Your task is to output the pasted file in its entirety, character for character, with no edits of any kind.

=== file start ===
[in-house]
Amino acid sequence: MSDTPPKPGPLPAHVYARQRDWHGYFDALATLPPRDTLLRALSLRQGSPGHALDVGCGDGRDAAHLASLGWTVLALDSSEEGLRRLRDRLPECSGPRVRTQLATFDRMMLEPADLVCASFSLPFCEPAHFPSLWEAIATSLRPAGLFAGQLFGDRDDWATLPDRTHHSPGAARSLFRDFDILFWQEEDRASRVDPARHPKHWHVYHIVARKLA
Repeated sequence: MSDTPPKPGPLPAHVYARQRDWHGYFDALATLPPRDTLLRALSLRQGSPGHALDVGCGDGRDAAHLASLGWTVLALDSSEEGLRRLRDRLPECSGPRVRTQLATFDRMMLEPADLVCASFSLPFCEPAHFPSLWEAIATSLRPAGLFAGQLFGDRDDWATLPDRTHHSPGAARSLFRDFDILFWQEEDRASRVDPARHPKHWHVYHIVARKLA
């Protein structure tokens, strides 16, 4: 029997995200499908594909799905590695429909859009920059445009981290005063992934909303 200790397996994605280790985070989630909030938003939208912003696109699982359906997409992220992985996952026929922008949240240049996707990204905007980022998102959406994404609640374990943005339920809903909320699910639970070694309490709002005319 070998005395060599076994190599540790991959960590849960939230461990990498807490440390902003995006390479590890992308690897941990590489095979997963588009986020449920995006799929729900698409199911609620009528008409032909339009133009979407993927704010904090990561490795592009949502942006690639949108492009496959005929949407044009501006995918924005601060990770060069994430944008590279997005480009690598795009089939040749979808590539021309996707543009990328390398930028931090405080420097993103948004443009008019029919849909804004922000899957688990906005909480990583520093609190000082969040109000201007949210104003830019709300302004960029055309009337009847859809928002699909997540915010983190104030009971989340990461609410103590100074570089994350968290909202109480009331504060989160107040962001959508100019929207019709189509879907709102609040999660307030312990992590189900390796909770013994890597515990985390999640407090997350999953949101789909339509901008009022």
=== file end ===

[in-house]
Amino acid sequence: MSDTPPKPGPLPAHVYARQRDWHGYFDALATLPPRDTLLRALSLRQGSPGHALDVGCGDGRDAAHLASLGWTVLALDSSEEGLRRLRDRLPECSGPRVRTQLATFDRMMLEPADLVCASFSLPFCEPAHFPSLWEAIATSLRPAGLFAGQLFGDRDDWATLPDRTHHSPGAARSLFRDFDILFWQEEDRASRVDPARHPKHWHVYHIVARKLA
Repeated sequence: MSDTPPKPGPLPAHVYARQRDWHGYFDALATLPPRDTLLRALSLRQGSPGHALDVGCGDGRDAAHLASLGWTVLALDSSEEGLRRLRDRLPECSGPRVRTQLATFDRMMLEPADLVCASFSLPFCEPAHFPSLWEAIATSLRPAGLFAGQLFGDRDDWATLPDRTHHSPGAARSLFRDFDILFWQEEDRASRVDPARHPKHWHVYHIVARKLA
């Protein structure tokens, strides 16, 4: 029997995200499908594909799905590695429909859009920059445009981290005063992934909303 200790397996994605280790985070989630909030938003939208912003696109699982359906997409992220992985996952026929922008949240240049996707990204905007980022998102959406994404609640374990943005339920809903909320699910639970070694309490709002005319 070998005395060599076994190599540790991959960590849960939230461990990498807490440390902003995006390479590890992308690897941990590489095979997963588009986020449920995006799929729900698409199911609620009528008409032909339009133009979407993927704010904090990561490795592009949502942006690639949108492009496959005929949407044009501006995918924005601060990770060069994430944008590279997005480009690598795009089939040749979808590539021309996707543009990328390398930028931090405080420097993103948004443009008019029919849909804004922000899957688990906005909480990583520093609190000082969040109000201007949210104003830019709300302004960029055309009337009847859809928002699909997540915010983190104030009971989340990461609410103590100074570089994350968290909202109480009331504060989160107040962001959508100019929207019709189509879907709102609040999660307030312990992590189900390796909770013994890597515990985390999640407090997350999953949101789909339509901008009022």